One of the things that made global cooling plausible was the observed temperature record although you have to be a bit wary, when talking about what people thought in the 1970s, because of course the record they had available then wasn't as good as the one we have now. But anyway, as you can see from that pic, the "cooling" from the 1940s to the 1970s was more of a plateau, coupled with a peak during WWII (insofar as it makes any sense to talk about a record in that way).
This was always a bit problematic, but in 2008 quite a bit of it disappeared, when A large discontinuity in the mid-twentieth century in observed global-mean surface temperature (Thompson et al., Nature 453, 646–649 (29 May 2008) doi:10.1038/nature06982) appeared; also known as "Post-World War II cooling a mirage". I noticed this at the time; and JA was characteristically caustic; but other than making the modelling easier it didn't really have much consequence and I don't know quite how it got folded into the records. Not very much, I suppose, since I've just pointed you to a recent record with the same problem in it.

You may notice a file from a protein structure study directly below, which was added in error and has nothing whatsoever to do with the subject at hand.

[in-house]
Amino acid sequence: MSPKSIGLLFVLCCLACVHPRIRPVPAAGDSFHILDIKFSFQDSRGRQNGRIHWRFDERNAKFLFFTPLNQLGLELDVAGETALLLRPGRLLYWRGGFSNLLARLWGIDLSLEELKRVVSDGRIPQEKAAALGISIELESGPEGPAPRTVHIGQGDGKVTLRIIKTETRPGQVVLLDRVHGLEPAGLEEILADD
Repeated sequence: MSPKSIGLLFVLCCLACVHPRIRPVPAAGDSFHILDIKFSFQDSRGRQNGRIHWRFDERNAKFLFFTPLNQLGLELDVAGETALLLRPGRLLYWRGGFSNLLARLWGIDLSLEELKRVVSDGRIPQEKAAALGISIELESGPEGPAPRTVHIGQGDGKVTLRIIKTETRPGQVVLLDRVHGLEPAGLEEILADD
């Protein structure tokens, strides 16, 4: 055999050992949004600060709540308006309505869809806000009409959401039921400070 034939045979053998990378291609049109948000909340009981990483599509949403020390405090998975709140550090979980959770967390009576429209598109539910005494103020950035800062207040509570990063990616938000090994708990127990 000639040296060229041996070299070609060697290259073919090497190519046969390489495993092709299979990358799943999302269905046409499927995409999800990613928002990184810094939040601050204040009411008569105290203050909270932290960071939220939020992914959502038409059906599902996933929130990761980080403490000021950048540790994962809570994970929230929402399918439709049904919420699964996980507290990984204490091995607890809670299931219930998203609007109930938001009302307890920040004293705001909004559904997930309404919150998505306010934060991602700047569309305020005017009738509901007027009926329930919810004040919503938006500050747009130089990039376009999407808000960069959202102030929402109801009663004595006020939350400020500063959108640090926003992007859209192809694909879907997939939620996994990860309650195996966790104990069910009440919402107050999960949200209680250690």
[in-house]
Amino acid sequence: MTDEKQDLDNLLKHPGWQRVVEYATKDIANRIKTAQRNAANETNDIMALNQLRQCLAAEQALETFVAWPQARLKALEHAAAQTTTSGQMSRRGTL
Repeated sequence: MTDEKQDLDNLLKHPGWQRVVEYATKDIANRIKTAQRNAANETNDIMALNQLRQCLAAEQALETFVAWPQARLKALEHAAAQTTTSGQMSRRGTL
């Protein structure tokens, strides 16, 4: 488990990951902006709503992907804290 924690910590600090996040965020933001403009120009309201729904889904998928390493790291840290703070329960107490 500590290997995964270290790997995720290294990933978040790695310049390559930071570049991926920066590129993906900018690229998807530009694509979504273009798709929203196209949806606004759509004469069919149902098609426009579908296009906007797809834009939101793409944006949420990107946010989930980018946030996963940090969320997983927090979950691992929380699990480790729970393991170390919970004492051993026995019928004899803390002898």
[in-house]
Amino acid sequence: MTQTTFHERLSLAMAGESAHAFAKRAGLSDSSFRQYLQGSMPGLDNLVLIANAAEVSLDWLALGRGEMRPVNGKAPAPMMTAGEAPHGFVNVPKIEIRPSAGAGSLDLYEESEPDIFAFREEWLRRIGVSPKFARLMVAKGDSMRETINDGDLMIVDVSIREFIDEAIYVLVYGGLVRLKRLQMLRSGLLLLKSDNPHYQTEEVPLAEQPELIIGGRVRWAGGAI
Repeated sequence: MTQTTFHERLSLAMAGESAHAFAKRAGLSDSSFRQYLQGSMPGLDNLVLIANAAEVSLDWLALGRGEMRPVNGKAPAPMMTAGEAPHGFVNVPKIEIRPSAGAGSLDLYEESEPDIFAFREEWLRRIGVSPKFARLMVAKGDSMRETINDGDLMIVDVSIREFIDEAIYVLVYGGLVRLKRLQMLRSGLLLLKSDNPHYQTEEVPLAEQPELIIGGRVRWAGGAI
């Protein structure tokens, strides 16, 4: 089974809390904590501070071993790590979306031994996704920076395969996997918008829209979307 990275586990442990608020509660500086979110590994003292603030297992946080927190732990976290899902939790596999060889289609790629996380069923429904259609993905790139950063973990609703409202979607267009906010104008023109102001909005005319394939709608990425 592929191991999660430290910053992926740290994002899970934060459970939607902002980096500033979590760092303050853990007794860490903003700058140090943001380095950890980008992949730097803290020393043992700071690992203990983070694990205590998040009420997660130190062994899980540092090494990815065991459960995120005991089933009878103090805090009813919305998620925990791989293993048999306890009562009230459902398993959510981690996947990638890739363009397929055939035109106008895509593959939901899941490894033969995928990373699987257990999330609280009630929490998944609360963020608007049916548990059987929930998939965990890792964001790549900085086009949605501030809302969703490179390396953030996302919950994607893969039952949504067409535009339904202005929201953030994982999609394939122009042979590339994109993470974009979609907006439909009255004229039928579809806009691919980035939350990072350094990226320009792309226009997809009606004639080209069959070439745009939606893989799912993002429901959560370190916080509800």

And now, Kevin Cowtan, Robert Rohde, Zeke Hausfather have discovered the same thing. At least, it looks very much like the same thing. Sou notices the new stuff, but doesn't refer to the old. Cowtan's blog explainer doesn't mention "Thompson". The paper itself does: "(Thompson et al. 2008) detected an inhomogeneity in the sea surface temperature record arising from a change in the shipping fleet at the end of World War 2 by comparison of sea surface temperatures to temperatures from coastal weather stations and from climate models".